http://www.sumanasinc.com/webcontent/animations/content/inflammatory.html

This drawing shows what happens during the inflammatory response. Why are changes in capillaries important for this response?

(image in .pdf file)

The inflammatory response is discussed at:

http://www.youtube.com/user/khanacademy#p/c/7A9646BC5110CF64/56/FXSuEIMrPQk

Leukocytes

The chemicals that trigger an inflammatory response attract leukocytes to the site of injury or infection. Leukocytes are white blood cells. Their role is to fight infections and get rid of debris. Leukocytes may respond with either a nonspecific or a specific defense.

  • A nonspecific defense is the same no matter what type of pathogen is involved. An example of a nonspecific defense is phagocytosis. This is the process in which leukocytes engulf and break down pathogens and debris. It is illustrated in Figure below (image in .pdf file).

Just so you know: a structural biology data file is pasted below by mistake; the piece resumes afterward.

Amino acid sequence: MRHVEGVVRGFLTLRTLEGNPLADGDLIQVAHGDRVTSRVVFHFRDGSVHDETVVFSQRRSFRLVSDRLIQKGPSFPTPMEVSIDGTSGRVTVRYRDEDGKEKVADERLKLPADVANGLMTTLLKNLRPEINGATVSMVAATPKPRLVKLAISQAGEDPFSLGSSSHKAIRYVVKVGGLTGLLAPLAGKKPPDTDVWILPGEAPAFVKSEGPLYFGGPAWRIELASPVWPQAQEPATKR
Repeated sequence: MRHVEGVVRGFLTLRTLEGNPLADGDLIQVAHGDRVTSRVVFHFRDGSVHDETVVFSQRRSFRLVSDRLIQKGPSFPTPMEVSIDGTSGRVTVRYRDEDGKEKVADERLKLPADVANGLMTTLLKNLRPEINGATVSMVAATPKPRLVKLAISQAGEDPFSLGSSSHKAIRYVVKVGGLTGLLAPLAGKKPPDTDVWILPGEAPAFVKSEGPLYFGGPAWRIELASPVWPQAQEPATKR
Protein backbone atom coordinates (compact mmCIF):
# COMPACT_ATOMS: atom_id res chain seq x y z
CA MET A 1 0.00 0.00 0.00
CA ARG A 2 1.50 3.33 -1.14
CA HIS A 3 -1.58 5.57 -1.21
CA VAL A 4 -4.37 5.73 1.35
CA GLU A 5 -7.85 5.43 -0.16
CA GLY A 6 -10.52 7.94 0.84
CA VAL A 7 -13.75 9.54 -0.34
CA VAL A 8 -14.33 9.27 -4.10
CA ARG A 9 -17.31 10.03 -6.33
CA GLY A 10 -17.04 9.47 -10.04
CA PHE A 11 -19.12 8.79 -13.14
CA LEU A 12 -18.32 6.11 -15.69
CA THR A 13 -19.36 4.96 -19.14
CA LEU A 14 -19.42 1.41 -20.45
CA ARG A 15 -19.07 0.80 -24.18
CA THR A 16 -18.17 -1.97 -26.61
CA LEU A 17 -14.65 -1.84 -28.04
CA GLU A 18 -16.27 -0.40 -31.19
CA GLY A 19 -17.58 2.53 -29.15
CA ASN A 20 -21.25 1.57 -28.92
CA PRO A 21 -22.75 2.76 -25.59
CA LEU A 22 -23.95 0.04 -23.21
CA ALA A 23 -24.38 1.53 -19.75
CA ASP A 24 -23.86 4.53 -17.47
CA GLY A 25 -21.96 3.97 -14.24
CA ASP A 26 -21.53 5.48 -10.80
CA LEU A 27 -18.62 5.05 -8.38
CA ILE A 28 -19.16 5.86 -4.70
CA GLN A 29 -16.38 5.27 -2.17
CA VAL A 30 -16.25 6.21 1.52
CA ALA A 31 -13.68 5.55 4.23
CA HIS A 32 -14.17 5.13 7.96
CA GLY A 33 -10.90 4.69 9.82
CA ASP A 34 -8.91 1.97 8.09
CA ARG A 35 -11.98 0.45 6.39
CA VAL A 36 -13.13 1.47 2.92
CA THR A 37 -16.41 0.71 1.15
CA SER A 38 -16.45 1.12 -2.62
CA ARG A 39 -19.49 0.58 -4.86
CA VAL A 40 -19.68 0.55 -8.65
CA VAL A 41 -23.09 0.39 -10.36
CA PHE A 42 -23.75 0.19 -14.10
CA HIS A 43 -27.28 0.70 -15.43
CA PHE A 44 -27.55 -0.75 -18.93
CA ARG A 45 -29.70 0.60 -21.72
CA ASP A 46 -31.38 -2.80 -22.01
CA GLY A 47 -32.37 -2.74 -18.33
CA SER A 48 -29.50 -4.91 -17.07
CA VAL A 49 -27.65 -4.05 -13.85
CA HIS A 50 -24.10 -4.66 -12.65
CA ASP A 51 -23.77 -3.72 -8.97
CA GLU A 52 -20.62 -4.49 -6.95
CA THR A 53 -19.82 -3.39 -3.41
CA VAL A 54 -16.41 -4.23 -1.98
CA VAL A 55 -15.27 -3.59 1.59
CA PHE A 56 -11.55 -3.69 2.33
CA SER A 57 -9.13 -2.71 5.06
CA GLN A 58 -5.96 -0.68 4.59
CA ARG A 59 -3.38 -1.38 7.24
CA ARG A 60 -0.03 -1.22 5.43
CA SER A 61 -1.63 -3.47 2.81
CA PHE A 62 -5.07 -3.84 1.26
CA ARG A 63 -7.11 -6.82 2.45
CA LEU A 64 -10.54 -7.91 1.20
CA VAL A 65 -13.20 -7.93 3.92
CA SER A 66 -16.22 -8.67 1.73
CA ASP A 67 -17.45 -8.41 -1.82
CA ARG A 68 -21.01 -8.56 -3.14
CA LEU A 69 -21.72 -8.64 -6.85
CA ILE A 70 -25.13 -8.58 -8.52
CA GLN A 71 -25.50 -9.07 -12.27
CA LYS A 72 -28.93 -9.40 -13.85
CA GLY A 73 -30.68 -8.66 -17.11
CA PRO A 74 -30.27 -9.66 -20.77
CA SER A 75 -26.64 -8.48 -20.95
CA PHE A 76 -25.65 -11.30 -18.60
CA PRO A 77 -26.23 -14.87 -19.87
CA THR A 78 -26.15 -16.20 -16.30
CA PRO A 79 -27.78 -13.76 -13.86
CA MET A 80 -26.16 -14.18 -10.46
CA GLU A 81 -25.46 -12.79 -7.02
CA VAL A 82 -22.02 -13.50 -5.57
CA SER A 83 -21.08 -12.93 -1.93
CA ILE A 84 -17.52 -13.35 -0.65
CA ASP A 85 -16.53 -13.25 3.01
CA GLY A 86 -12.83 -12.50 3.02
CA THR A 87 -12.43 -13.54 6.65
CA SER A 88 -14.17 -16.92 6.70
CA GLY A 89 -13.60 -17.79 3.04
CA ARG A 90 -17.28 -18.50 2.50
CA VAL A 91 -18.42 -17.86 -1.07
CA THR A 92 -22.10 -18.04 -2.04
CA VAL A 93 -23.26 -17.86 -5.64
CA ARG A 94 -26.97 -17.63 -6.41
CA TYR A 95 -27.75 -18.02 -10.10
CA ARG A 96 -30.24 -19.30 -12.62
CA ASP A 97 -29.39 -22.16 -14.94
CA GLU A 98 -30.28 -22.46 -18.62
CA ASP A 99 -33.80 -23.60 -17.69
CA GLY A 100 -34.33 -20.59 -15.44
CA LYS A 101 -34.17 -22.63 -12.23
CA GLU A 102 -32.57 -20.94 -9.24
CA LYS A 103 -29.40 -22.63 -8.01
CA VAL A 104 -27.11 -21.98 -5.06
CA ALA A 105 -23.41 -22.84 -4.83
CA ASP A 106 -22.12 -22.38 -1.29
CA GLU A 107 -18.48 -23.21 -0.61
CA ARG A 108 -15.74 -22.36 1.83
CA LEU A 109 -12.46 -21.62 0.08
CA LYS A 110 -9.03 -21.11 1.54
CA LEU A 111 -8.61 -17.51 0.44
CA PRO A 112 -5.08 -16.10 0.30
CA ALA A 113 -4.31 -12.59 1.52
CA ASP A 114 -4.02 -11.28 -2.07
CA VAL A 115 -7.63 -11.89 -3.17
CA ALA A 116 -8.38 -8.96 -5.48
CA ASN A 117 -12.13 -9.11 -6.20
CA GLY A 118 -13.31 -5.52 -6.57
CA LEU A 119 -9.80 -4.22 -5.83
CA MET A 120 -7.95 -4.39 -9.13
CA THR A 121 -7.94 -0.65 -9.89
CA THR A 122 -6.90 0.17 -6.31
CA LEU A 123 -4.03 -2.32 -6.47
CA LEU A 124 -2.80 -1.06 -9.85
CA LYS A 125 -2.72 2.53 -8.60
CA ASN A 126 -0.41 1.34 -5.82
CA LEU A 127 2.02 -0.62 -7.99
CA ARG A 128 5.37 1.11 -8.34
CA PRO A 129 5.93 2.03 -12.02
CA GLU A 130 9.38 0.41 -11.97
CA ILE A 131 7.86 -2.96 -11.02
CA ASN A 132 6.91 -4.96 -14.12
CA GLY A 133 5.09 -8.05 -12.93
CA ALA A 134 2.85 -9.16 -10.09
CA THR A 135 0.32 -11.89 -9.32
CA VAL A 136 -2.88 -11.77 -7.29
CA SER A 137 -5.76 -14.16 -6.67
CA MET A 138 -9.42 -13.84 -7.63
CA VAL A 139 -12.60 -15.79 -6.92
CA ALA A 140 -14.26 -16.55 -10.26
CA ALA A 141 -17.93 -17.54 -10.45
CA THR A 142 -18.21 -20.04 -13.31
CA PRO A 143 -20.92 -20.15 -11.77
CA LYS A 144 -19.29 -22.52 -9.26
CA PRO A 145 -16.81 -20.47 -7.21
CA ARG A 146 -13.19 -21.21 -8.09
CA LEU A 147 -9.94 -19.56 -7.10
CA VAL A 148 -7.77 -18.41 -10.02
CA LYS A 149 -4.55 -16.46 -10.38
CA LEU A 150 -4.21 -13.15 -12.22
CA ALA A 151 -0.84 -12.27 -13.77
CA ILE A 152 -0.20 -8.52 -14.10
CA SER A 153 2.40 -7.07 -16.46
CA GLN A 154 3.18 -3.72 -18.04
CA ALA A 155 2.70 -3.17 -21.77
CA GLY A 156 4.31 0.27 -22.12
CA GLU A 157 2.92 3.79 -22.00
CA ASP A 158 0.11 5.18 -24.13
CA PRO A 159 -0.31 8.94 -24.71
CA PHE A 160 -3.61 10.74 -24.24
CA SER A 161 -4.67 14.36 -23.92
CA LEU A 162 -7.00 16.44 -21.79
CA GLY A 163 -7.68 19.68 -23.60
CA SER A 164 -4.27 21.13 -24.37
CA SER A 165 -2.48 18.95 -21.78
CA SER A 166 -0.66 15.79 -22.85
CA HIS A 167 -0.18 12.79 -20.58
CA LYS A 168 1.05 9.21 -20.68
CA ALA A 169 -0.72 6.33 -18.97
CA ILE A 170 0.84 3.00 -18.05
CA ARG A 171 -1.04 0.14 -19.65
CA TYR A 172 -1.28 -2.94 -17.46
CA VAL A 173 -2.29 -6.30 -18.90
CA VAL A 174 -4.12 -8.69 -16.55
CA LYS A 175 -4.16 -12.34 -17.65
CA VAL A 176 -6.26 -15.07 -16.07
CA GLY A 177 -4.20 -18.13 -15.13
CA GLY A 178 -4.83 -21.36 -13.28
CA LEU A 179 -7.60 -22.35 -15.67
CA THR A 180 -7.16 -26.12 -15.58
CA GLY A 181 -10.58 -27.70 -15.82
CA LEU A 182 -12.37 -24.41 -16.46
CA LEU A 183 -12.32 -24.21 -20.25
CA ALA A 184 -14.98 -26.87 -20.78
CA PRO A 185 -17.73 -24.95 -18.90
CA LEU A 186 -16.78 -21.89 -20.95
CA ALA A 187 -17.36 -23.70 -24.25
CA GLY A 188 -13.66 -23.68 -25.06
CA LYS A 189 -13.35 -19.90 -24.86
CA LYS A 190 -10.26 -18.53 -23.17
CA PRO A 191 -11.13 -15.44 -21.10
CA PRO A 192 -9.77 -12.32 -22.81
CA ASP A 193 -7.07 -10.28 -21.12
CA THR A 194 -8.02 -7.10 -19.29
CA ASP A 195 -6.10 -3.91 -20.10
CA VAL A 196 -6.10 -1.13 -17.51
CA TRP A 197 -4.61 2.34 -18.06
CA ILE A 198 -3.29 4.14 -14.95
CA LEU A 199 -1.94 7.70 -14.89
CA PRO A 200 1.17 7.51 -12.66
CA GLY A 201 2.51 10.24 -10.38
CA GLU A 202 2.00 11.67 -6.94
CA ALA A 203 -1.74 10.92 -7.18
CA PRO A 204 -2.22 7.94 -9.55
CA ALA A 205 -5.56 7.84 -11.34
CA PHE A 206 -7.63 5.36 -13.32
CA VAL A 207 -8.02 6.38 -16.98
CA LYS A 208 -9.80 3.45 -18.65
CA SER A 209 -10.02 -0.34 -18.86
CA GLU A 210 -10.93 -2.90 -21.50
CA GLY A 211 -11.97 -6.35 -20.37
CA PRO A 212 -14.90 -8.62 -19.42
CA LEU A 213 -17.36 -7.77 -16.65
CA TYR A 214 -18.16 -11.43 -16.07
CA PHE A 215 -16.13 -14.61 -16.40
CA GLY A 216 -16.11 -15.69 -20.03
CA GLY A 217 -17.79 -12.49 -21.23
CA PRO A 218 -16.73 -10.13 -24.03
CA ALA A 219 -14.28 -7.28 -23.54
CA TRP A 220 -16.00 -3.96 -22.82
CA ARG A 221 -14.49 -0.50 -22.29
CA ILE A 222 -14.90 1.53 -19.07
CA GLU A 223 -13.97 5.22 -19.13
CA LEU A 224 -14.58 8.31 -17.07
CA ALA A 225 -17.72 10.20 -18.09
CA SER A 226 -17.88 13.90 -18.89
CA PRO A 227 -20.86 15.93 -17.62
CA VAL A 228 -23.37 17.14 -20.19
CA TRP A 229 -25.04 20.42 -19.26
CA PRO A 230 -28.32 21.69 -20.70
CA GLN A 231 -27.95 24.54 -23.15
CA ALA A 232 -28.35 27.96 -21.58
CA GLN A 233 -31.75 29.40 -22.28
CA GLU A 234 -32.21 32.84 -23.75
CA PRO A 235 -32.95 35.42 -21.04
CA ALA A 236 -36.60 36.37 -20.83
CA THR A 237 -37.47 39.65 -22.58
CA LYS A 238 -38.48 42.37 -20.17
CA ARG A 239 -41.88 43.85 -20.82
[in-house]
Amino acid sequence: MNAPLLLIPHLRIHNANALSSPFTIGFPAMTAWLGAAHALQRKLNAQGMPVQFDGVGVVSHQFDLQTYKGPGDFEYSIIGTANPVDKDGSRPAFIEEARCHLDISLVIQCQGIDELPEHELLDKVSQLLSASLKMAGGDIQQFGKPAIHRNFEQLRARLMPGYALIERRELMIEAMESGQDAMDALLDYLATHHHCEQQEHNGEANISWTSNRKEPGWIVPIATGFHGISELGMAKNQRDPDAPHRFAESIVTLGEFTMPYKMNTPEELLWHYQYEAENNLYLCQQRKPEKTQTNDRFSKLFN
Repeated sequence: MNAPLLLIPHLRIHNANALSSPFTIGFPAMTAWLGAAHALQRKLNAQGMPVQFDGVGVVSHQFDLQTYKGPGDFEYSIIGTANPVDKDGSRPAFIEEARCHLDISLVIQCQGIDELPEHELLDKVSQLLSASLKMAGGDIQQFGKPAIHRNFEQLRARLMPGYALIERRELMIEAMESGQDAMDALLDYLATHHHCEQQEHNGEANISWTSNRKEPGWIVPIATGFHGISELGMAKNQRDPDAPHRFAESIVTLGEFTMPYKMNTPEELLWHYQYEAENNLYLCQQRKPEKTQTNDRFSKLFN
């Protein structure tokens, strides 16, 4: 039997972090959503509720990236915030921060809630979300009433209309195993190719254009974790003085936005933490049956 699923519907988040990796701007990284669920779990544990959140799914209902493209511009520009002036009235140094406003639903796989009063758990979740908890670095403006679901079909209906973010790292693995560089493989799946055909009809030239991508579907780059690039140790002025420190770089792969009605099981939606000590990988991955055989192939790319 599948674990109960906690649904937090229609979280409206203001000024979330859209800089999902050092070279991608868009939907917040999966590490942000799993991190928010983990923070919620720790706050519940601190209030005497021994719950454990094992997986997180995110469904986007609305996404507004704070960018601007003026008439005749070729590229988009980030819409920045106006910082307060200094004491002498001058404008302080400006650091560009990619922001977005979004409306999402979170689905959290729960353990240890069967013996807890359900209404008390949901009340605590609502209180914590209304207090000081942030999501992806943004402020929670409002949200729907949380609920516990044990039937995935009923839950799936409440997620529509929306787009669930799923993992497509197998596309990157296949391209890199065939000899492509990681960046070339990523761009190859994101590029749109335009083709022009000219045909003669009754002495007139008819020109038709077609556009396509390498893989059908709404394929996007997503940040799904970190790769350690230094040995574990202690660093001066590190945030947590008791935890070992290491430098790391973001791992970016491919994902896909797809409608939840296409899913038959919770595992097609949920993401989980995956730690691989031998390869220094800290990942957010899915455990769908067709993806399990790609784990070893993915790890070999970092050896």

• A specific defense is tailored to a particular pathogen. Leukocytes involved in this type of defense are described in the next Section.

In this image, leukocytes (white) are attacking pathogens (star-shaped).

(image in .pdf file)

A summary of the nonspecific defenses can be viewed at:

http://www.youtube.com/user/khanacademy#p/c/7A9646BC5110CF64/49/O1N2rENXq_Y

Section Summary

  • Barriers that keep out pathogens are the body’s first line of defense. They include mechanical, chemical, and biological barriers.
  • The second line of defense attacks pathogens that manage to enter the body. It includes the inflammatory response and phagocytosis by nonspecific leukocytes.

Extra Practice

1. Jera cut her finger. The next day, the skin around the cut had become red and warm. Why are these signs of infection?

2. Explain how the inflammatory response helps fight an infection.

Points to Consider

The body’s first and second lines of defense are the same regardless of the particular pathogen involved. The body’s third line of defense is different. It tailors the response to the specific pathogen.

  • How do you think the immune system can identify specific pathogens?